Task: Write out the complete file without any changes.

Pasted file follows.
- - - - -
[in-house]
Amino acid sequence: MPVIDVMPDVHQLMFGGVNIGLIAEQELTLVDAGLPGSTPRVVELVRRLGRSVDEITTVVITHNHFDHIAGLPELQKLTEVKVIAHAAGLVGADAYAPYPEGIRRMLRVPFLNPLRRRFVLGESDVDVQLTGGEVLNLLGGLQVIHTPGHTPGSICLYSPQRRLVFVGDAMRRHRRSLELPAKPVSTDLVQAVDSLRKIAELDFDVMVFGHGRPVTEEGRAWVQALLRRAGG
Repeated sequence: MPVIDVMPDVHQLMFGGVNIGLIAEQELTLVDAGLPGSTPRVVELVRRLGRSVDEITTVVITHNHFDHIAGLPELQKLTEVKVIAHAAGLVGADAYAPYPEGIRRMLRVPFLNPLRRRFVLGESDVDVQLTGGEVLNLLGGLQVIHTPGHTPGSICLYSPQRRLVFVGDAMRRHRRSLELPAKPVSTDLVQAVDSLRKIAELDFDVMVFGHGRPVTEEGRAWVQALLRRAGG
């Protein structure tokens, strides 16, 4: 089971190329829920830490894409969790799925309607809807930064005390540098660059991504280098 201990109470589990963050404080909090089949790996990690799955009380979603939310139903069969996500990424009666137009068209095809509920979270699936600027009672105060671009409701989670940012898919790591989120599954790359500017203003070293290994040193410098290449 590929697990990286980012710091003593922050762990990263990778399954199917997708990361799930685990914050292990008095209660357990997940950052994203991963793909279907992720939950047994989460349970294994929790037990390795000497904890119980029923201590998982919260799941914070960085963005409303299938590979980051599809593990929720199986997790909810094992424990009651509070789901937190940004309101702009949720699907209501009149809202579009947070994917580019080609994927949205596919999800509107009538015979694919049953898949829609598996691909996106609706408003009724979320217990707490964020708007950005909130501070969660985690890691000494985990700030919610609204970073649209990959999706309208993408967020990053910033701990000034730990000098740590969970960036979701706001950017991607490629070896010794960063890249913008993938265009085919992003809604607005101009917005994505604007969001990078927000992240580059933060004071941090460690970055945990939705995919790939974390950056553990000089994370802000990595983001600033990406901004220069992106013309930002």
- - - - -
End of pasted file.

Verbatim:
[in-house]
Amino acid sequence: MPVIDVMPDVHQLMFGGVNIGLIAEQELTLVDAGLPGSTPRVVELVRRLGRSVDEITTVVITHNHFDHIAGLPELQKLTEVKVIAHAAGLVGADAYAPYPEGIRRMLRVPFLNPLRRRFVLGESDVDVQLTGGEVLNLLGGLQVIHTPGHTPGSICLYSPQRRLVFVGDAMRRHRRSLELPAKPVSTDLVQAVDSLRKIAELDFDVMVFGHGRPVTEEGRAWVQALLRRAGG
Repeated sequence: MPVIDVMPDVHQLMFGGVNIGLIAEQELTLVDAGLPGSTPRVVELVRRLGRSVDEITTVVITHNHFDHIAGLPELQKLTEVKVIAHAAGLVGADAYAPYPEGIRRMLRVPFLNPLRRRFVLGESDVDVQLTGGEVLNLLGGLQVIHTPGHTPGSICLYSPQRRLVFVGDAMRRHRRSLELPAKPVSTDLVQAVDSLRKIAELDFDVMVFGHGRPVTEEGRAWVQALLRRAGG
């Protein structure tokens, strides 16, 4: 089971190329829920830490894409969790799925309607809807930064005390540098660059991504280098 201990109470589990963050404080909090089949790996990690799955009380979603939310139903069969996500990424009666137009068209095809509920979270699936600027009672105060671009409701989670940012898919790591989120599954790359500017203003070293290994040193410098290449 590929697990990286980012710091003593922050762990990263990778399954199917997708990361799930685990914050292990008095209660357990997940950052994203991963793909279907992720939950047994989460349970294994929790037990390795000497904890119980029923201590998982919260799941914070960085963005409303299938590979980051599809593990929720199986997790909810094992424990009651509070789901937190940004309101702009949720699907209501009149809202579009947070994917580019080609994927949205596919999800509107009538015979694919049953898949829609598996691909996106609706408003009724979320217990707490964020708007950005909130501070969660985690890691000494985990700030919610609204970073649209990959999706309208993408967020990053910033701990000034730990000098740590969970960036979701706001950017991607490629070896010794960063890249913008993938265009085919992003809604607005101009917005994505604007969001990078927000992240580059933060004071941090460690970055945990939705995919790939974390950056553990000089994370802000990595983001600033990406901004220069992106013309930002």